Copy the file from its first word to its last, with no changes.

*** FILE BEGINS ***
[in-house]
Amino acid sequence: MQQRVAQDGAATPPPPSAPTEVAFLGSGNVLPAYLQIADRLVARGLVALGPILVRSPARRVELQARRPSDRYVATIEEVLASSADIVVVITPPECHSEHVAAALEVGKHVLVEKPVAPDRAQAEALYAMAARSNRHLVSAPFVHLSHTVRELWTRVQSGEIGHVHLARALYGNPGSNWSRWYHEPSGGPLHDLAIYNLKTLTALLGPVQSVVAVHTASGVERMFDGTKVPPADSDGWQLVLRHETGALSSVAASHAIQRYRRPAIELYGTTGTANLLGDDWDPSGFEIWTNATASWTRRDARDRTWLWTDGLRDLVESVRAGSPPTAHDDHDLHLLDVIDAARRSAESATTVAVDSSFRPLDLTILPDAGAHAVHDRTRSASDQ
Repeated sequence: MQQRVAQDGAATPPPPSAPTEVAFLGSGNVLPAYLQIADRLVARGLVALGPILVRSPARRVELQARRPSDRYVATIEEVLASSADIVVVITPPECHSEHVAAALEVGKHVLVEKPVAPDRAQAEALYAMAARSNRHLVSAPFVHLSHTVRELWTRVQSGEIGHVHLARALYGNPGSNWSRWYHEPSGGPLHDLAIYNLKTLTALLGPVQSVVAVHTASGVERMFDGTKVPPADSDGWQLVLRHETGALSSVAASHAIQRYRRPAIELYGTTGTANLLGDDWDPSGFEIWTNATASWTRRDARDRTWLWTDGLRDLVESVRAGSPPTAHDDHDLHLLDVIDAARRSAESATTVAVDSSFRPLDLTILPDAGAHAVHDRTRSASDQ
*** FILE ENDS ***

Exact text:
[in-house]
Amino acid sequence: MQQRVAQDGAATPPPPSAPTEVAFLGSGNVLPAYLQIADRLVARGLVALGPILVRSPARRVELQARRPSDRYVATIEEVLASSADIVVVITPPECHSEHVAAALEVGKHVLVEKPVAPDRAQAEALYAMAARSNRHLVSAPFVHLSHTVRELWTRVQSGEIGHVHLARALYGNPGSNWSRWYHEPSGGPLHDLAIYNLKTLTALLGPVQSVVAVHTASGVERMFDGTKVPPADSDGWQLVLRHETGALSSVAASHAIQRYRRPAIELYGTTGTANLLGDDWDPSGFEIWTNATASWTRRDARDRTWLWTDGLRDLVESVRAGSPPTAHDDHDLHLLDVIDAARRSAESATTVAVDSSFRPLDLTILPDAGAHAVHDRTRSASDQ
Repeated sequence: MQQRVAQDGAATPPPPSAPTEVAFLGSGNVLPAYLQIADRLVARGLVALGPILVRSPARRVELQARRPSDRYVATIEEVLASSADIVVVITPPECHSEHVAAALEVGKHVLVEKPVAPDRAQAEALYAMAARSNRHLVSAPFVHLSHTVRELWTRVQSGEIGHVHLARALYGNPGSNWSRWYHEPSGGPLHDLAIYNLKTLTALLGPVQSVVAVHTASGVERMFDGTKVPPADSDGWQLVLRHETGALSSVAASHAIQRYRRPAIELYGTTGTANLLGDDWDPSGFEIWTNATASWTRRDARDRTWLWTDGLRDLVESVRAGSPPTAHDDHDLHLLDVIDAARRSAESATTVAVDSSFRPLDLTILPDAGAHAVHDRTRSASDQ